Diabetics who ate at least five 28-gram (one-ounce) servings of nuts a week were 17 percent less likely to develop heart disease than people with diabetes who had no more than one serving of nuts weekly, the study found.
Even just one serving of nuts might still be good for the heart, however. For people with diabetes, adding just one extra serving of nuts a week was associated with a three percent lower risk of developing cardiac conditions and six percent lower risk of dying from heart problems.
“These data provide novel evidence that supports the recommendation of incorporating nuts into healthy dietary patterns for the prevention of cardiovascular disease complications and premature deaths among individuals with diabetes,” said lead study author Gang Liu, a nutrition researcher at the Harvard T.H. Chan School of Public Health in Boston.
The study wasn’t a controlled experiment designed to prove whether or how nuts might protect people with diabetes against heart disease.
But it’s possible that nut consumption may help improve things like blood sugar control and inflammation due at least in part to nutrients in nuts like unsaturated fatty acids, fibre, vitamin E and foliate, and minerals like calcium, potassium and magnesium, Liu said.
Too many nuts may not necessarily be a good thing, however.
“A handful of nuts is beneficial for heart, but it remains unclear what’s the ideal serving size,” Liu said.
More than half of the people in the current study didn’t eat nuts at all, Liu noted.
“Whether the more nuts, the better, needs more studies in populations with large range of nut consumption,” Liu said. “Despite the high energy density of nuts, there is no evidence for an association between frequent nut consumption and weight gain, possibly explained by the satiating effect of nut consumption.”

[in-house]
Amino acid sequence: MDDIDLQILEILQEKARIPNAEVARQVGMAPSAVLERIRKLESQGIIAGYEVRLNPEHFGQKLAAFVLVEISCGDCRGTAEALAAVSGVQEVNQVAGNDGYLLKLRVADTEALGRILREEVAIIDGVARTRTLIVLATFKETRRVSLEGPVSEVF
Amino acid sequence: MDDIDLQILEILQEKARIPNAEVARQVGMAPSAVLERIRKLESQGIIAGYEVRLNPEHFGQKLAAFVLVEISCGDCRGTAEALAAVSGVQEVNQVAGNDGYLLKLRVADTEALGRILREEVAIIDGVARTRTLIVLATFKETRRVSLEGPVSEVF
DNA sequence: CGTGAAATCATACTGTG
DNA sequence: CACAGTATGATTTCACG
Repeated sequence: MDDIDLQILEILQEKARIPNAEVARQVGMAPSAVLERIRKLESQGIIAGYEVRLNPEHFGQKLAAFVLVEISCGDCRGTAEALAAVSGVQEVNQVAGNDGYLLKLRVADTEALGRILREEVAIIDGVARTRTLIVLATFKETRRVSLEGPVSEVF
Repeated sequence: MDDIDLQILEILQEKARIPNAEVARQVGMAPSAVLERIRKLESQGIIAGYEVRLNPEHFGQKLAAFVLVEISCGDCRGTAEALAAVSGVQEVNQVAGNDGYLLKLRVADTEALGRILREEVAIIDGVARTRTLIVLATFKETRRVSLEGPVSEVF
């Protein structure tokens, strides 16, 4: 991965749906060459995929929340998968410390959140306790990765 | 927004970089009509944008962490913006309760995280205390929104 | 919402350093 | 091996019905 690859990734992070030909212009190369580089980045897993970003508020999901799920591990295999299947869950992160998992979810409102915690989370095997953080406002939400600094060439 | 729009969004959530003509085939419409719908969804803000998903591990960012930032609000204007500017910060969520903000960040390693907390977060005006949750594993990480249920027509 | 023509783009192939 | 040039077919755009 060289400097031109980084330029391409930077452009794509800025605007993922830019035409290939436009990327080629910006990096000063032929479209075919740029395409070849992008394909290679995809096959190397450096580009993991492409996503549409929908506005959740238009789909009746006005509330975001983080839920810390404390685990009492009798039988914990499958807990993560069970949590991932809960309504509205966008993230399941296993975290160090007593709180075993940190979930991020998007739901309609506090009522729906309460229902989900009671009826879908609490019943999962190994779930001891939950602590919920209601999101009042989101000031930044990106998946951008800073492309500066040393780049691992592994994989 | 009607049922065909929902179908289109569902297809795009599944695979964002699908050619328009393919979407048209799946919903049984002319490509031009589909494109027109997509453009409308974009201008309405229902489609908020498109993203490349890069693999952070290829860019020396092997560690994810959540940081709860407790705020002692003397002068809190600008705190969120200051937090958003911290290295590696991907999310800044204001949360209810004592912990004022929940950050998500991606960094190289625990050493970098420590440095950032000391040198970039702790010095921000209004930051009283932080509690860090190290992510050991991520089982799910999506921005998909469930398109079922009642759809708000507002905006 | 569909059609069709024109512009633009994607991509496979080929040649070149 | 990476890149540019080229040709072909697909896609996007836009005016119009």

In the study, researchers used self-reported diet questionnaires from 16,217 men and women before and after they were diagnosed with diabetes and asked them about their consumption of both peanuts and tree nuts over a period of several years.
All of the participants had type 2 diabetes, the most common form of the disease, that’s associated with ageing and obesity.
During the study, 3,336 people were diagnosed with cardiovascular diseases. This included 2,567 cases of heart disease and 789 strokes. A total of 5,682 people died, including 1,663 deaths from cardiovascular disease and 1,297 deaths from cancer.
Nuts were still associated with a lower risk of heart disease even after researchers accounted for other risk factors for heart problems like how long patients had diabetes, obesity, eating and exercise habits, medication use, and how much they ate nuts before they were diagnosed with diabetes.
Tree nuts such as walnuts, almonds, Brazil nuts, cashews, pistachios, pecans, macadamias, hazelnuts and pine nuts were more strongly linked to a lower risk of heart disease than peanuts, which are actually legumes that grow underground.
“One reason why tree nuts might be more protective is that they tend to be consumed with the skin or outer peel, in which most antioxidants reside (at least the common nuts walnuts, almonds and hazelnuts), while peanuts are usually eaten without the peel,” said Dr Emilio Ros of the Hospital Clinic of Barcelona.
“Also, peanuts are usually roasted and salted – the added salt might counteract the benefit from the original nut components,” said Ros, who wasn’t involved in the study. Ros has received grants, research funding and other funds from California Walnut Commission and the International Nut and Dried Fruit Council.
A one-ounce serving of nuts is about 24 almonds, 18 cashews, 12 hazelnuts, and 14 walnut halves.
“One to one and-a-half servings (28 to 42 grams) per day is the ideal dose,” Ros advised. “In practical terms, it is best to recommend a handful (of dehulled nuts) – the bigger the hand (and the size of the owner), the bigger the dose.”
The study was published in Circulation Research.